December 22: You Were Born to Die
Today, we come to the seventh track of our new Advent/Christmas album, which is another original song written by Jordan …
Wise men found the wisdom of God in the town of David
The promised Son of David
Long-awaited, You arrived, to a virgin, born a child
Born to reign and reconcile, You were born to die
You were born to die, Jesus Christ
Rulers feared the ruler of all, Your birth, their pow’r endangered
Israel spurned the sent one of God, their one and only Savior
Could this be the Savior?
Good news of greatest joy, our cosmic God, a baby boy
The Angel host announce, “Thy Kingdom come, upside down”
Born to give us life, You were born to die
Behold, the Lord God comes with might, and his arm rules for him; behold, his reward is with him, and his recompense before him. He will tend his flock like a shepherd; he will gather the lambs in his arms; he will carry them in his bosom, and gently lead those that are with young.
Who has measured the waters in the hollow of his hand and marked off the heavens with a span, enclosed the dust of the earth in a measure and weighed the mountains in scales and the hills in a balance? Who has measured the Spirit of the Lord, or what man shows him his counsel? Whom did he consult, and who made him understand? Who taught him the path of justice, and taught him knowledge, and showed him the way of understanding?
Who has believed what he has heard from us? And to whom has the arm of the Lord been revealed? For he grew up before him like a young plant, and like a root out of dry ground; he had no form or majesty that we should look at him, and no beauty that we should desire him. He was despised and rejected by men, a man of sorrows and acquainted with grief; and as one from whom men hide their faces he was despised, and we esteemed him not.
Surely he has borne our griefs and carried our sorrows; yet we esteemed him stricken, smitten by God, and afflicted. But he was pierced for our transgressions; he was crushed for our iniquities; upon him was the chastisement that brought us peace, and with his wounds we are healed. All we like sheep have gone astray; we have turned—every one—to his own way; and the Lord has laid on him the iniquity of us all.
He was oppressed, and he was afflicted, yet he opened not his mouth; like a lamb that is led to the slaughter, and like a sheep that before its shearers is silent, so he opened not his mouth. By oppression and judgment he was taken away; and as for his generation, who considered that he was cut off out of the land of the living, stricken for the transgression of my people? And they made his grave with the wicked and with a rich man in his death, although he had done no violence, and there was no deceit in his mouth.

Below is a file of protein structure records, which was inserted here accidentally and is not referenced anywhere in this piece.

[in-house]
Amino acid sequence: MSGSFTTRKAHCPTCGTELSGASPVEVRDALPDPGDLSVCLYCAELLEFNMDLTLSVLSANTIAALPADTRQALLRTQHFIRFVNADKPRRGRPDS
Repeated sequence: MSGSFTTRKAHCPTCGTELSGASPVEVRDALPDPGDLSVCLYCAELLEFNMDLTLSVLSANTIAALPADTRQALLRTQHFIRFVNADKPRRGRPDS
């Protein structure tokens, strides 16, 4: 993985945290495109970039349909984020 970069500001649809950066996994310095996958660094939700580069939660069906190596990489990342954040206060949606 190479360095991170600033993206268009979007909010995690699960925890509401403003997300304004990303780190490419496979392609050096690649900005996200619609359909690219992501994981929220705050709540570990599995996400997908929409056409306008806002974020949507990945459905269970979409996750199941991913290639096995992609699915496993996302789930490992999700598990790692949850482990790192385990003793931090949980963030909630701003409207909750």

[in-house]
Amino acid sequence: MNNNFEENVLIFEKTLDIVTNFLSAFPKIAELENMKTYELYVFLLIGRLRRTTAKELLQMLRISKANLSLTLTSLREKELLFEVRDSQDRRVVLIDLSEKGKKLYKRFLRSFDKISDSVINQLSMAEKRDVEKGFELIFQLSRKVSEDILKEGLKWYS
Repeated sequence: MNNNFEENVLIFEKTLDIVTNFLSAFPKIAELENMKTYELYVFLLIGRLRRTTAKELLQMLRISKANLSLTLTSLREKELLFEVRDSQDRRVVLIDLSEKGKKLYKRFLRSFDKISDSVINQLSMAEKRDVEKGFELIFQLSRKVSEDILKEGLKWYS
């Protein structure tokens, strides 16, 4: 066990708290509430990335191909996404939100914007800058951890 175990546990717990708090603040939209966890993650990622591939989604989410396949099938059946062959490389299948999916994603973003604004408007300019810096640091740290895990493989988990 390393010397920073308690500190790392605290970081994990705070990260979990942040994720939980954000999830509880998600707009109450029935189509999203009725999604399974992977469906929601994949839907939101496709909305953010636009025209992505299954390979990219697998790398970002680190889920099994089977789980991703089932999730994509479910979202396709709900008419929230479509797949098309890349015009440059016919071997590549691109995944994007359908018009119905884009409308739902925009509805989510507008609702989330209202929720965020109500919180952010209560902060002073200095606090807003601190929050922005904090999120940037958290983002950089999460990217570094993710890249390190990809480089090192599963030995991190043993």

Yet it was the will of the Lord to crush him; he has put him to grief; when his soul makes an offering for guilt, he shall see his offspring; he shall prolong his days; the will of the Lord shall prosper in his hand. Out of the anguish of his soul he shall see and be satisfied; by his knowledge shall the righteous one, my servant, make many to be accounted righteous, and he shall bear their iniquities. Therefore I will divide him a portion with the many, and he shall divide the spoil with the strong, because he poured out his soul to death and was numbered with the transgressors; yet he bore the sin of many, and makes intercession for the transgressors.
Devotional: Rachel Paxton
About 10 years ago, in the panicked moments of being a brand-new mother of a colicky infant who was in threat of being officially labeled “failure to thrive,” I heard two voices cut through the sleep-deprived haze. The first, a family friend, simply said, “I’m asking Jesus to help you know what your baby needs. He was, after all, a baby himself.” And the second, a voice almost three millennia old, whispered to me from the pages of Isaiah, “He will tend his flock like a shepherd; he will gather the lambs in his arms; he will carry them in his bosom, and gently lead those that are with young” (40:11). I remember sobbing in the desperate hope found only in this baby/shepherd/king. This God-man, baby-leader, who was “born to die.”
Many years, it feels like Christmas is the one time that everyone kind of gets on board with religious-ish things. There are a handful of people who make their only annual visit to church on Christmas Eve (2020 excluded, of course). There are more “peace, joy, and love” references this time of year than any other. But with all that has happened these past ten months, I think many of us can feel more of the true tension of Advent: the joy in the pain, the yearning for the “long-awaited” return of Jesus. The gospel resides in this paradoxical nature of punishment and mercy. Of foolish wisdom. Of creator being born. As the song says, a truly “upside down” kingdom.
Isaiah points out to us the scandalous nature of this reversal of positions: “the righteous one, my servant, [shall] make many to be accounted righteous, and he shall bear their iniquities” (53:11). The nerd in me loves a good paradox, but the paradox highlighted by Advent (and the closing lines of this song) is so much more than an intellectual intrigue. It’s the answer to our greatest need. We can hope because the only sinless one became “sin for us, that we might become the righteousness of God” (2 Corinthians 5:21). The divine became human; the creator became a baby. He was born to die that we might have life. Thanks be to God!
Coloring Sheet: Ashley Haug
Members in our church have created coloring pages, which are designed for all ages and artistic ability, as a way to help you further engage with the lyrics and music. We invite you to slow down and meditate on the beauty and depth of this Advent season.Download PDF